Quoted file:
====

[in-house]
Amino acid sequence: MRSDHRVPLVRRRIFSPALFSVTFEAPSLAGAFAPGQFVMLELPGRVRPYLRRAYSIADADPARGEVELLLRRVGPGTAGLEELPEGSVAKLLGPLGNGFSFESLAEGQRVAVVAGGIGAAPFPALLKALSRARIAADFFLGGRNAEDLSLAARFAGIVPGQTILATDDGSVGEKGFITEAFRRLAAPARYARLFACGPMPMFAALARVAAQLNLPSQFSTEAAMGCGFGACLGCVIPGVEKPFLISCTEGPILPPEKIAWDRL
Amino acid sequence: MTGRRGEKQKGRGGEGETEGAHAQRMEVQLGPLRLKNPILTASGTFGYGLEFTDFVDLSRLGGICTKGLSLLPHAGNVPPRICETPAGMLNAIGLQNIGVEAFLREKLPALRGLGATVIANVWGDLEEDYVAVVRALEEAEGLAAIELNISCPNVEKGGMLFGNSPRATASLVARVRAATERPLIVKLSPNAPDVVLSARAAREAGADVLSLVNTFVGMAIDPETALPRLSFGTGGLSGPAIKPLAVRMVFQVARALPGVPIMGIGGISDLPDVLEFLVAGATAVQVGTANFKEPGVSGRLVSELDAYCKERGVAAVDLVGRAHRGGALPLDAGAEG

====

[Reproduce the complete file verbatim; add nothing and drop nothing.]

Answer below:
[in-house]
Amino acid sequence: MRSDHRVPLVRRRIFSPALFSVTFEAPSLAGAFAPGQFVMLELPGRVRPYLRRAYSIADADPARGEVELLLRRVGPGTAGLEELPEGSVAKLLGPLGNGFSFESLAEGQRVAVVAGGIGAAPFPALLKALSRARIAADFFLGGRNAEDLSLAARFAGIVPGQTILATDDGSVGEKGFITEAFRRLAAPARYARLFACGPMPMFAALARVAAQLNLPSQFSTEAAMGCGFGACLGCVIPGVEKPFLISCTEGPILPPEKIAWDRL
Amino acid sequence: MTGRRGEKQKGRGGEGETEGAHAQRMEVQLGPLRLKNPILTASGTFGYGLEFTDFVDLSRLGGICTKGLSLLPHAGNVPPRICETPAGMLNAIGLQNIGVEAFLREKLPALRGLGATVIANVWGDLEEDYVAVVRALEEAEGLAAIELNISCPNVEKGGMLFGNSPRATASLVARVRAATERPLIVKLSPNAPDVVLSARAAREAGADVLSLVNTFVGMAIDPETALPRLSFGTGGLSGPAIKPLAVRMVFQVARALPGVPIMGIGGISDLPDVLEFLVAGATAVQVGTANFKEPGVSGRLVSELDAYCKERGVAAVDLVGRAHRGGALPLDAGAEG